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Buckinghamshire grown! Almonds, Red Filberts and hazelnuts

Fruit and nuts go together! Enthuse about hazelnuts, walnuts, cobnuts, almonds or any kind of nut. Perhaps you adopt traditional growing methods? Tell us here!

Buckinghamshire grown! Almonds, Red Filberts and hazelnuts

Postby AdstockEnd » Wed Jan 06, 2016 12:14 am

This Christmas, I enjoyed a platter of almonds, Red Filberts and hazelnuts, all grown on my farm in north Buckinghamshire!

The taste was amazing - the almonds in particular. When eaten, they were just like marzipan - sweet and with a lovely texture. I have six trees, three each of the Robijn and Ingrid varieties, bought from Buckingham Garden Centre in February 2011. They are always the first of my 'orchard' trees to flower in the spring and their pink/lilac blossom is beautiful.

They started to produce almonds in 2012 and, despite the poor summer, produced well in 2015. I picked the almonds when their fruits (like small peaches with very hard flesh - they are in the same family, of course) had started to split open and their ripening was finished off on a tray in the kitchen.

The almond trees, at the time of purchase, were on already quite mature rootstocks. I think they were 7 to 8 years old. The trees themselves were a good 8' long with lower trunks already around 3' in diameter and the rootballs were huge! For transport, they were put through the Christmas tree netting machine and netted, which drew all their branches in quite neatly. I managed to get them in a large estate car with the seats down and the top few feet, being quite flexible, bent around.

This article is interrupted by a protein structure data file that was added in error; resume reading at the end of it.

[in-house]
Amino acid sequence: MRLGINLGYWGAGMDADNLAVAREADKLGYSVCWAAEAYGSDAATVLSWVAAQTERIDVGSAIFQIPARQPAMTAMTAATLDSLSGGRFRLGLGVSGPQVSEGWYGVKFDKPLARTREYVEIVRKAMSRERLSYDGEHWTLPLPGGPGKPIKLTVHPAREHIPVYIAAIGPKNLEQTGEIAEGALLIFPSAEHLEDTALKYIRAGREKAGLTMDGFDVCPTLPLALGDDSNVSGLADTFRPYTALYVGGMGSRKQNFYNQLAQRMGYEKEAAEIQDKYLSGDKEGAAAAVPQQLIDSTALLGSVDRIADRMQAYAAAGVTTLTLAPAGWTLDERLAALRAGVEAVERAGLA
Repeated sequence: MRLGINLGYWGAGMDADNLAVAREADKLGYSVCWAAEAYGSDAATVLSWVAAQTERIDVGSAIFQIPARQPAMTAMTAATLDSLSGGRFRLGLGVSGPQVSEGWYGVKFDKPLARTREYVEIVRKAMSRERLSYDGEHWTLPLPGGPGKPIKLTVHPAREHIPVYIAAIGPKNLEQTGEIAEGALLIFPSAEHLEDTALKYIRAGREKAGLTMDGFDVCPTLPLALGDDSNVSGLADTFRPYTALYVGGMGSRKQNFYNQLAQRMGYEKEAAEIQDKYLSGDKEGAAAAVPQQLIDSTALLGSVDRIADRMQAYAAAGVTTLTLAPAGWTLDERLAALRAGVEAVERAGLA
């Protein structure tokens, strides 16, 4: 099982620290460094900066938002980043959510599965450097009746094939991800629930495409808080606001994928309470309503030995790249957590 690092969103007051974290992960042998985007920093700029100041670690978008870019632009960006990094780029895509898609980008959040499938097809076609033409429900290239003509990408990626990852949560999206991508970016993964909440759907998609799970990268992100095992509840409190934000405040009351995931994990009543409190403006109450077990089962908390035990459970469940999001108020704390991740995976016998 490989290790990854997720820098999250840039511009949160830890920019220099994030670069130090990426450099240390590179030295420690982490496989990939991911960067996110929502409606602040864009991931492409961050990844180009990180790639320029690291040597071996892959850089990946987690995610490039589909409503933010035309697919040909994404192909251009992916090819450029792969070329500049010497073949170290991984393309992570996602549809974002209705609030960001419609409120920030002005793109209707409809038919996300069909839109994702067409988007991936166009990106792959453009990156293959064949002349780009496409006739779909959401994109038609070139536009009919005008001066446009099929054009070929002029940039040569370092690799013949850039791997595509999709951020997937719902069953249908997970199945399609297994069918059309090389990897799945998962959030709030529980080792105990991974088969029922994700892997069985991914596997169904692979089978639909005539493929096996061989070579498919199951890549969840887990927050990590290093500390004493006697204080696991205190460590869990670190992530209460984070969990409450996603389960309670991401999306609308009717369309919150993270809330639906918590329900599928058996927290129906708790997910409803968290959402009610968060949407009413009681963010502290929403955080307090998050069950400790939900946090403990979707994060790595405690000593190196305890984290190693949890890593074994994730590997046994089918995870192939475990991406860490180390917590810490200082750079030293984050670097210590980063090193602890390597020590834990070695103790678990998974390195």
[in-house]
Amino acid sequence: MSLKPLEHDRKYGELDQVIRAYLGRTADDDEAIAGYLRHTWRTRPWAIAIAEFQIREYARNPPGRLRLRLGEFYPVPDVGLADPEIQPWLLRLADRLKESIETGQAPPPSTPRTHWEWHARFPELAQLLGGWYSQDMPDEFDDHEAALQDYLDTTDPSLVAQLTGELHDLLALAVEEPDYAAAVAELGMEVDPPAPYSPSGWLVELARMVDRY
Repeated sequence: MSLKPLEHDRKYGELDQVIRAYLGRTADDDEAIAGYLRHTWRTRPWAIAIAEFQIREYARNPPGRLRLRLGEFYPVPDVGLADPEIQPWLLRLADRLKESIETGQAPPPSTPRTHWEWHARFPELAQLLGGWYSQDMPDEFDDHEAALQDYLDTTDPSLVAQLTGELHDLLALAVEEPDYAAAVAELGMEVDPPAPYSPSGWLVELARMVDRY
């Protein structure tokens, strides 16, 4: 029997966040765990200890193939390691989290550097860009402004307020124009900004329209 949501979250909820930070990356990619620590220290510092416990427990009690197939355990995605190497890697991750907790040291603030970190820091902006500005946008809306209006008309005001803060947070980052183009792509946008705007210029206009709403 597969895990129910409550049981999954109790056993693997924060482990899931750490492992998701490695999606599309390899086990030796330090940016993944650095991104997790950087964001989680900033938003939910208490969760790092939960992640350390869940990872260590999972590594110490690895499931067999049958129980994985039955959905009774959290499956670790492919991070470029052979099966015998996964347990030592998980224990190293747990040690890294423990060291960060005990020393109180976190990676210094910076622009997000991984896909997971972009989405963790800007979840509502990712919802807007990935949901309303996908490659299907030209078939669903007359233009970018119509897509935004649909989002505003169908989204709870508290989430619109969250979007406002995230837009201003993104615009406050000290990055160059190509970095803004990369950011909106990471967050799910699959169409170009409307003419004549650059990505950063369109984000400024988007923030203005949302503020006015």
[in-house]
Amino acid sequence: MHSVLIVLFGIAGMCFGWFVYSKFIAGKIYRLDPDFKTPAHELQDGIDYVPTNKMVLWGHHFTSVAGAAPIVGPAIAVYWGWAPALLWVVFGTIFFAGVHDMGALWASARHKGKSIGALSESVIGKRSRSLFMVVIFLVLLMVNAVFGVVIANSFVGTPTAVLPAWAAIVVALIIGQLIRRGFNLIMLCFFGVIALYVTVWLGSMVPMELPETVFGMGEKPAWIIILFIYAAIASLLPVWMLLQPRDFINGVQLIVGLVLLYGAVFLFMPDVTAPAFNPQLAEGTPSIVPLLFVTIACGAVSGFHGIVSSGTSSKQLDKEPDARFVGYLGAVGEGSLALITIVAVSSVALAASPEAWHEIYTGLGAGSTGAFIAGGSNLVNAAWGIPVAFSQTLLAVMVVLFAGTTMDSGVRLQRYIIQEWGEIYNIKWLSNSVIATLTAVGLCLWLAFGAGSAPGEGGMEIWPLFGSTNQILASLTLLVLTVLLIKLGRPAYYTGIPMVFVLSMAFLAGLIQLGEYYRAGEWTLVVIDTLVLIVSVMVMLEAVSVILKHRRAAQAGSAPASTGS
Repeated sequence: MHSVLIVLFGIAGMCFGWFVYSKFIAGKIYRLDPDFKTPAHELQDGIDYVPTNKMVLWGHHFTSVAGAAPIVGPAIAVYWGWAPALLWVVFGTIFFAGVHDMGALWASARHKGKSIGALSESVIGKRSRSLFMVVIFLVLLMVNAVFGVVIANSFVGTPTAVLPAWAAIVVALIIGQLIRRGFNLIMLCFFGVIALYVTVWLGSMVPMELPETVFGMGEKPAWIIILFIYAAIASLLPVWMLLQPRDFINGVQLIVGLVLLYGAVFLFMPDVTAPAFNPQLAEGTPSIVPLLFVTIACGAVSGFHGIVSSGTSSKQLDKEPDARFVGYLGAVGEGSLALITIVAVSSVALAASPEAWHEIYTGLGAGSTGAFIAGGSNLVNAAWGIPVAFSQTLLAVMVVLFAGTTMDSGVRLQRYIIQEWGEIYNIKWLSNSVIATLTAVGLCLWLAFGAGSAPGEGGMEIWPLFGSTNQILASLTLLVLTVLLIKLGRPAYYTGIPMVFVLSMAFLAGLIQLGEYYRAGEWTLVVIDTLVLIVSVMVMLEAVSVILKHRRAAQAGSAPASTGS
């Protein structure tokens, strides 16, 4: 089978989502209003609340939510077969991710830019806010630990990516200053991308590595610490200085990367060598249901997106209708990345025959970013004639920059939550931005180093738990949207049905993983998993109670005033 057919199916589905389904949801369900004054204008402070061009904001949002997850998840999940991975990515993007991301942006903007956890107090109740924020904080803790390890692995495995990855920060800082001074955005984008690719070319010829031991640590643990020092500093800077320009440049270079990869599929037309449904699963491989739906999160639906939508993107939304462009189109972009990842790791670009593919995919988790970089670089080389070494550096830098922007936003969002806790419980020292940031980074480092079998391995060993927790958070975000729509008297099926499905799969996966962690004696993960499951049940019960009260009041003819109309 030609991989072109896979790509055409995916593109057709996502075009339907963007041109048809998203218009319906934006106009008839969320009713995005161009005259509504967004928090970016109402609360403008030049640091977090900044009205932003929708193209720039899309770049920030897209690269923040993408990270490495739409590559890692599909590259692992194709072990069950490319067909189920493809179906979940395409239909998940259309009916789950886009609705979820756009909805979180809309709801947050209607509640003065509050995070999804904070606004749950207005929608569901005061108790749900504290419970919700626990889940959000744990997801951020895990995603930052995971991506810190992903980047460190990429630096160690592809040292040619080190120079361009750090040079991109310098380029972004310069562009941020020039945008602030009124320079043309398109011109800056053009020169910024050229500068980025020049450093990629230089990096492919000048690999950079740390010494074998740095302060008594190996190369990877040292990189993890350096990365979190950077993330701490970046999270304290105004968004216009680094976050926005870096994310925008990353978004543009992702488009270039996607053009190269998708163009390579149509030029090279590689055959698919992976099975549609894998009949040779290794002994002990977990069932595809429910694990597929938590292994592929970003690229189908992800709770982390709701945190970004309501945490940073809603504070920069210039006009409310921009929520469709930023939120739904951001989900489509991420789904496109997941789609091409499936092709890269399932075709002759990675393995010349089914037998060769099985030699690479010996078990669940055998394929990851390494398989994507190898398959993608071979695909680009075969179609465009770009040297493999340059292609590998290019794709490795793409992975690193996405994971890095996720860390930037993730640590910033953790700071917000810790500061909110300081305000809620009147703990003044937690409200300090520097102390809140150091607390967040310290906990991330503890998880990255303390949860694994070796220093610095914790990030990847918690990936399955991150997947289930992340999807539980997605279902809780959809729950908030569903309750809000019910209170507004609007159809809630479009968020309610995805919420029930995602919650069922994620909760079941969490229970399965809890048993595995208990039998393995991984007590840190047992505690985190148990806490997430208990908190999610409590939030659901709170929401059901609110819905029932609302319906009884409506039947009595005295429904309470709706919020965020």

Holes were dug and the trees put in, widely spaced; the branches of course sprang back out quite merrily. They, like peach trees, are quite shallow rooted and like room to spread these out. They are growing in clay that has can have surface waterlogging for a few weeks a year, but they seem quite happy. I mulch them once a year with old meadow hay that has composted down, to add extra nutrients and keep the grass at bay.

They have suffered from peach leaf curl. I take off the affected leaves (which turn bright red, so easy to spot) and burn them. The trees don't appear to have suffered long term ill-effects. I don't use any artificial fertilisers, pesticides or other chemicals on my farm, so spraying them is not an option.

The almonds are planted out in a nut garden. This features a green hazel hedge around three sides, interspersed every 6' with a few Red Filberts, so that when the hedge is in leaf, it is candy-striped red and green. Both filberts and hazelnuts were grown from whips; they produced for the first time in 2015 and I got in there before the squirrels! I'll coppice them in due course, but for now am enjoying them in their 'natural' state.

I picked these nuts at the same time as the almonds and finished off any ripening they may have needed, in the kitchen.

Here they are, in pride of place on the platter on Christmas Day, to accompany Stilton cheese and a festive glass of port!

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